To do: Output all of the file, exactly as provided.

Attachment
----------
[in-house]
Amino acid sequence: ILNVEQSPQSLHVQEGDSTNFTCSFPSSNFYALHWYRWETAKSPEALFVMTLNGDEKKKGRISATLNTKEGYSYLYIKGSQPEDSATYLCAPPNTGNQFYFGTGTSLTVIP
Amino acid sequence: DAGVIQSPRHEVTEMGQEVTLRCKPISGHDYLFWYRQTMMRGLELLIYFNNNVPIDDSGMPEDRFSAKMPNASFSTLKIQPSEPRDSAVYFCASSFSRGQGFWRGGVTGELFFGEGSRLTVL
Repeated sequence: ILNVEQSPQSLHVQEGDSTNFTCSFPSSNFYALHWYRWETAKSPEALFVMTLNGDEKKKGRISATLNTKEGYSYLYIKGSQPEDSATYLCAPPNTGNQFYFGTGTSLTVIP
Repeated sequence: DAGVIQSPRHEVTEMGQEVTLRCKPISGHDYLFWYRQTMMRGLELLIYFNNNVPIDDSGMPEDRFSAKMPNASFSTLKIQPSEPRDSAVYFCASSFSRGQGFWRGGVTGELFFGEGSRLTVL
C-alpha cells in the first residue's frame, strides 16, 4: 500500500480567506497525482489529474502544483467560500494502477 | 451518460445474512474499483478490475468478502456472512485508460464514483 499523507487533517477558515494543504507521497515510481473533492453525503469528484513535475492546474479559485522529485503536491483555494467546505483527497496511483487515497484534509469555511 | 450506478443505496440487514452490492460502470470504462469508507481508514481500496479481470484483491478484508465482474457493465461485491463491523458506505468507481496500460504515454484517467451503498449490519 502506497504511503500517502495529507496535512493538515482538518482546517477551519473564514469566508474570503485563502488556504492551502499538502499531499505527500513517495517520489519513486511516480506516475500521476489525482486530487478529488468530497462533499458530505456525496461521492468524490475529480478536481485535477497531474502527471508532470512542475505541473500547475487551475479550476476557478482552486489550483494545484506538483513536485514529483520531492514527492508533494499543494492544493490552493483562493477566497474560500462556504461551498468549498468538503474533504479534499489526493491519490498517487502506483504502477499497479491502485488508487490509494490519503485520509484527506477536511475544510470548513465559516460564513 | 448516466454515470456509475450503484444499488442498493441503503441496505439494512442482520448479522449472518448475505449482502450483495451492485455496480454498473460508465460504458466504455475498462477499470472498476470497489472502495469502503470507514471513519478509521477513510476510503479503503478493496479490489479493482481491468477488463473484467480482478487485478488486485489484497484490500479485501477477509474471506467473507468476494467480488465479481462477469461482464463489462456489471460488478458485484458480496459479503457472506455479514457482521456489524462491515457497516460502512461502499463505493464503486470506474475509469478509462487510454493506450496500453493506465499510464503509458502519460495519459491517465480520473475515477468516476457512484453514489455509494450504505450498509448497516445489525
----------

[in-house]
Amino acid sequence: ILNVEQSPQSLHVQEGDSTNFTCSFPSSNFYALHWYRWETAKSPEALFVMTLNGDEKKKGRISATLNTKEGYSYLYIKGSQPEDSATYLCAPPNTGNQFYFGTGTSLTVIP
Amino acid sequence: DAGVIQSPRHEVTEMGQEVTLRCKPISGHDYLFWYRQTMMRGLELLIYFNNNVPIDDSGMPEDRFSAKMPNASFSTLKIQPSEPRDSAVYFCASSFSRGQGFWRGGVTGELFFGEGSRLTVL
Repeated sequence: ILNVEQSPQSLHVQEGDSTNFTCSFPSSNFYALHWYRWETAKSPEALFVMTLNGDEKKKGRISATLNTKEGYSYLYIKGSQPEDSATYLCAPPNTGNQFYFGTGTSLTVIP
Repeated sequence: DAGVIQSPRHEVTEMGQEVTLRCKPISGHDYLFWYRQTMMRGLELLIYFNNNVPIDDSGMPEDRFSAKMPNASFSTLKIQPSEPRDSAVYFCASSFSRGQGFWRGGVTGELFFGEGSRLTVL
C-alpha cells in the first residue's frame, strides 16, 4: 500500500480567506497525482489529474502544483467560500494502477 | 451518460445474512474499483478490475468478502456472512485508460464514483 499523507487533517477558515494543504507521497515510481473533492453525503469528484513535475492546474479559485522529485503536491483555494467546505483527497496511483487515497484534509469555511 | 450506478443505496440487514452490492460502470470504462469508507481508514481500496479481470484483491478484508465482474457493465461485491463491523458506505468507481496500460504515454484517467451503498449490519 502506497504511503500517502495529507496535512493538515482538518482546517477551519473564514469566508474570503485563502488556504492551502499538502499531499505527500513517495517520489519513486511516480506516475500521476489525482486530487478529488468530497462533499458530505456525496461521492468524490475529480478536481485535477497531474502527471508532470512542475505541473500547475487551475479550476476557478482552486489550483494545484506538483513536485514529483520531492514527492508533494499543494492544493490552493483562493477566497474560500462556504461551498468549498468538503474533504479534499489526493491519490498517487502506483504502477499497479491502485488508487490509494490519503485520509484527506477536511475544510470548513465559516460564513 | 448516466454515470456509475450503484444499488442498493441503503441496505439494512442482520448479522449472518448475505449482502450483495451492485455496480454498473460508465460504458466504455475498462477499470472498476470497489472502495469502503470507514471513519478509521477513510476510503479503503478493496479490489479493482481491468477488463473484467480482478487485478488486485489484497484490500479485501477477509474471506467473507468476494467480488465479481462477469461482464463489462456489471460488478458485484458480496459479503457472506455479514457482521456489524462491515457497516460502512461502499463505493464503486470506474475509469478509462487510454493506450496500453493506465499510464503509458502519460495519459491517465480520473475515477468516476457512484453514489455509494450504505450498509448497516445489525